Take Action!

Take these steps to quit smoking.

Write down your reasons to quit.

Make a list of all the reasons you want to quit. For example, your reasons to quit might be to set a healthy example for your children and to save money.

Keep the list with you to remind yourself why quitting is worth it.

Make a quit plan.

    • Think about situations that might “trigger” you to smoke. Plan how you will handle them without smoking.


    • Right before your quit date, go through your house, car, and workplace to get rid of anything that has to do with smoking. Throw away any ashtrays, lighters, and matches.


    • Clean your clothes so they don’t smell like smoke. Throw away all your cigarettes.


Set a quit date.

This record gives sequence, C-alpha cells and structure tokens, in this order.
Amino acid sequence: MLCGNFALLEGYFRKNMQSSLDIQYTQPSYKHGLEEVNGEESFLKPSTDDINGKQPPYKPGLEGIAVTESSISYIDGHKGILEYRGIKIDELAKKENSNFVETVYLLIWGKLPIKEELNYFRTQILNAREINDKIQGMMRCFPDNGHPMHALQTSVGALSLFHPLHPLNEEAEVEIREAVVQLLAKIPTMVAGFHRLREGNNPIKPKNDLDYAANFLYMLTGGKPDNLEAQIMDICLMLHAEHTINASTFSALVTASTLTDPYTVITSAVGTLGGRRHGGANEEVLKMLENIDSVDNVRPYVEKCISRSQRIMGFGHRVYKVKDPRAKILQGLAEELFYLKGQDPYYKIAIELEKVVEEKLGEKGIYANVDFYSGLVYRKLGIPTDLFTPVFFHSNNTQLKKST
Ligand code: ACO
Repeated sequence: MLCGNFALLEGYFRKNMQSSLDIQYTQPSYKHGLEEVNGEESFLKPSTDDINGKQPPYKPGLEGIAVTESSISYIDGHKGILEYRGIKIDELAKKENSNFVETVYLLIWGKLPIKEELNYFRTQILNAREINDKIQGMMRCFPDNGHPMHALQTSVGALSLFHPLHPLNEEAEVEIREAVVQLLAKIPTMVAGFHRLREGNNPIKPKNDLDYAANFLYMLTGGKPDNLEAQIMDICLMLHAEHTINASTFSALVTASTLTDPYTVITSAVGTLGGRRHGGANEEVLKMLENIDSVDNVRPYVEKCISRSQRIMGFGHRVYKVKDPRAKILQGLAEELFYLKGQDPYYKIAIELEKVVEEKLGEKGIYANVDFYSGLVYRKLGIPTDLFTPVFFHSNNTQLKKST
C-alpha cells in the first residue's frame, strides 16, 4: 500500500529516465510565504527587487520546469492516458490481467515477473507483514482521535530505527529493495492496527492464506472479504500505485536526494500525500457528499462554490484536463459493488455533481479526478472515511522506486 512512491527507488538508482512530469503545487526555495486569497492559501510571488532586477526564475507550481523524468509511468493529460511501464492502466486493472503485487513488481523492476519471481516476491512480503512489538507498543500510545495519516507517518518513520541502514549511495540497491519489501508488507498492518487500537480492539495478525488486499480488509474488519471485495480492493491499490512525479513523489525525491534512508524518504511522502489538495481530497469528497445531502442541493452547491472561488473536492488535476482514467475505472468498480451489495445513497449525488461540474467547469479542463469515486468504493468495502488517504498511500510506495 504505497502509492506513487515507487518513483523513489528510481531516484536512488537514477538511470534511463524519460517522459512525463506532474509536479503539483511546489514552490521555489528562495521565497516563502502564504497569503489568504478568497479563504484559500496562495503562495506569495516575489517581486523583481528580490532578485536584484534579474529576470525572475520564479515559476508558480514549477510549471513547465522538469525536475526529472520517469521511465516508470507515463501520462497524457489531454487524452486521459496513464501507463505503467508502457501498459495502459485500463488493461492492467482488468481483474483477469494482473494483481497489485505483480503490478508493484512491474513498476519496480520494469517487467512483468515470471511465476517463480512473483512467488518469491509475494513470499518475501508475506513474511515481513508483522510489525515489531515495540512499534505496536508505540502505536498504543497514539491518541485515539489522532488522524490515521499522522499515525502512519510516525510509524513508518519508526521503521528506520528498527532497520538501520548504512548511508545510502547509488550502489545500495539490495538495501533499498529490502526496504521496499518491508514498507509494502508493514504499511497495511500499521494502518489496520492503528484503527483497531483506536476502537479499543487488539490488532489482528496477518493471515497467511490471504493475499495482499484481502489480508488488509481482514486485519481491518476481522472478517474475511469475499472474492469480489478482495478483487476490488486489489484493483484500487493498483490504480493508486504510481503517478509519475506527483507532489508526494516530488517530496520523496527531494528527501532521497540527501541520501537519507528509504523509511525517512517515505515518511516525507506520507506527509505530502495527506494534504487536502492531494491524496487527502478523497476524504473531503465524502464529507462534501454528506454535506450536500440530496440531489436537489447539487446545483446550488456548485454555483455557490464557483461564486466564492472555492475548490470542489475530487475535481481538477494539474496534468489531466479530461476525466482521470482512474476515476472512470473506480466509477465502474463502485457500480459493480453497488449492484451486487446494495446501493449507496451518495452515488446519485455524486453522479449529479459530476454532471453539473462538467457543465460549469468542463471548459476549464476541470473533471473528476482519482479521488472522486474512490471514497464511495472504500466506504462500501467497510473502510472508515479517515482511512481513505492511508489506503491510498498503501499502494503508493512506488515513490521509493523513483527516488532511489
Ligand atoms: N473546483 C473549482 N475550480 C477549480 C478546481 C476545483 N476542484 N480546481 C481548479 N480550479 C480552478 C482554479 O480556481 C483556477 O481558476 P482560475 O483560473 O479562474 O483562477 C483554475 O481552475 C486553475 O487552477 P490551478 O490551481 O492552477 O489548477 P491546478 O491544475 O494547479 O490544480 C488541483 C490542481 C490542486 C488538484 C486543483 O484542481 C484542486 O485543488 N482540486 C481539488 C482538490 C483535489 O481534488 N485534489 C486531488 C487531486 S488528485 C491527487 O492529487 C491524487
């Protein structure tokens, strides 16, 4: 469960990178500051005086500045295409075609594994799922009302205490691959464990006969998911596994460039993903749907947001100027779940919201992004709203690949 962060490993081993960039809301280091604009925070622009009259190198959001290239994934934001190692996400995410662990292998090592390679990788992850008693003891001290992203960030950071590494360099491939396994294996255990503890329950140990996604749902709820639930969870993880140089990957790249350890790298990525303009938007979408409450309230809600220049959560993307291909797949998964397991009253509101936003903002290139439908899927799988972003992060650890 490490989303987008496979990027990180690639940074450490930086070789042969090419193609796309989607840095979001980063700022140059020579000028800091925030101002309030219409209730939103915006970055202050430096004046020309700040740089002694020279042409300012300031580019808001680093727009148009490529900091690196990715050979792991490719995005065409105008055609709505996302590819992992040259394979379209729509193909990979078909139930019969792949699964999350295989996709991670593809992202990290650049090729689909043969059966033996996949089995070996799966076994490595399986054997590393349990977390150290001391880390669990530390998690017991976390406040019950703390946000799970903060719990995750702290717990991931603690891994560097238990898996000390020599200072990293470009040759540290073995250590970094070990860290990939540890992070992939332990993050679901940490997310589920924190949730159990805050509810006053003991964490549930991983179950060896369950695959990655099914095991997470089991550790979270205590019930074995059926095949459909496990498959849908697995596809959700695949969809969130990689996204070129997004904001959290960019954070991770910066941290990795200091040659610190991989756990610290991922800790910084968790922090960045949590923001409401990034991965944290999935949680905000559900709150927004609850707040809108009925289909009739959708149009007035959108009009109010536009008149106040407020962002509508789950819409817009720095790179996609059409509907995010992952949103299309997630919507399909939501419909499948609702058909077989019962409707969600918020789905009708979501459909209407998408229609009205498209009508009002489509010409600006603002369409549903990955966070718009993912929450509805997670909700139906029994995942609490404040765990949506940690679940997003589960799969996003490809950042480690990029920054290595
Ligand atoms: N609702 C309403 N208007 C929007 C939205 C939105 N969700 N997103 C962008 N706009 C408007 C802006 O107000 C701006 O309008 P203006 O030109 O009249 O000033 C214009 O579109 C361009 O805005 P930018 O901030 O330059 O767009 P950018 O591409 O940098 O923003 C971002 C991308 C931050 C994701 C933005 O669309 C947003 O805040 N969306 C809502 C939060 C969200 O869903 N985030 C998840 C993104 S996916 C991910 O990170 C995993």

• Pick a date that gives you enough time to get ready to quit. But make sure it’s soon enough that you don’t lose your motivation.


    • Tell your family, friends, and coworkers about your quit date so they can support you.


Change your daily routine.

Changing your routine on and after your quit date can help you break habits related to smoking.

    • Try taking a different route to work.


    • For the first few weeks, avoid activities and places you connect with smoking.


    • Do things and go places where smoking isn’t allowed.


    • Make getting active and eating healthy part of your quit plan. Eat healthy snacks instead of smoking. Go for walks. Drink lots of water.


Break the connection between eating and smoking. 

Many people like to smoke when they finish a meal. Here are some ways to break the connection:

    • Get up from the table as soon as you are done eating.


    • Brush your teeth and think about the fresh, clean feeling in your mouth.


    • Try going for a walk after meals.


Deal with stress.

Manage stress by creating peaceful times in your daily schedule. Try relaxation methods like deep breathing or lighting candles.